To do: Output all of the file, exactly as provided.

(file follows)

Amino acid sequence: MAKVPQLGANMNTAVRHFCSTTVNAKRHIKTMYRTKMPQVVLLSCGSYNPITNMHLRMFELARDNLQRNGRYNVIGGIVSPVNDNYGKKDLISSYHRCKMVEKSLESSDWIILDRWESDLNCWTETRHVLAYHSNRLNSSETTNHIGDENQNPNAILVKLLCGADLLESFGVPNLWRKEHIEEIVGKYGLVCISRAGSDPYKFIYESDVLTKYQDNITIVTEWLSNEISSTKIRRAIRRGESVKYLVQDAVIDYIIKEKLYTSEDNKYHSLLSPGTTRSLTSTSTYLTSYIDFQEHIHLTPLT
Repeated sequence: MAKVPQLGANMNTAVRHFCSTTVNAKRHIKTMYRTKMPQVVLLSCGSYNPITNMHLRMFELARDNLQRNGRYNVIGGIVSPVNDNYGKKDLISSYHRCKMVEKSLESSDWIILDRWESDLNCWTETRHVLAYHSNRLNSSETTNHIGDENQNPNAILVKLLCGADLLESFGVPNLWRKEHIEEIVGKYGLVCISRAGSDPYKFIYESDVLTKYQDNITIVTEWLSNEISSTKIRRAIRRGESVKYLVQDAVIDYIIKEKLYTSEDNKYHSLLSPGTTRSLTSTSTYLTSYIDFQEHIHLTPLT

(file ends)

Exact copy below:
Amino acid sequence: MAKVPQLGANMNTAVRHFCSTTVNAKRHIKTMYRTKMPQVVLLSCGSYNPITNMHLRMFELARDNLQRNGRYNVIGGIVSPVNDNYGKKDLISSYHRCKMVEKSLESSDWIILDRWESDLNCWTETRHVLAYHSNRLNSSETTNHIGDENQNPNAILVKLLCGADLLESFGVPNLWRKEHIEEIVGKYGLVCISRAGSDPYKFIYESDVLTKYQDNITIVTEWLSNEISSTKIRRAIRRGESVKYLVQDAVIDYIIKEKLYTSEDNKYHSLLSPGTTRSLTSTSTYLTSYIDFQEHIHLTPLT
Repeated sequence: MAKVPQLGANMNTAVRHFCSTTVNAKRHIKTMYRTKMPQVVLLSCGSYNPITNMHLRMFELARDNLQRNGRYNVIGGIVSPVNDNYGKKDLISSYHRCKMVEKSLESSDWIILDRWESDLNCWTETRHVLAYHSNRLNSSETTNHIGDENQNPNAILVKLLCGADLLESFGVPNLWRKEHIEEIVGKYGLVCISRAGSDPYKFIYESDVLTKYQDNITIVTEWLSNEISSTKIRRAIRRGESVKYLVQDAVIDYIIKEKLYTSEDNKYHSLLSPGTTRSLTSTSTYLTSYIDFQEHIHLTPLT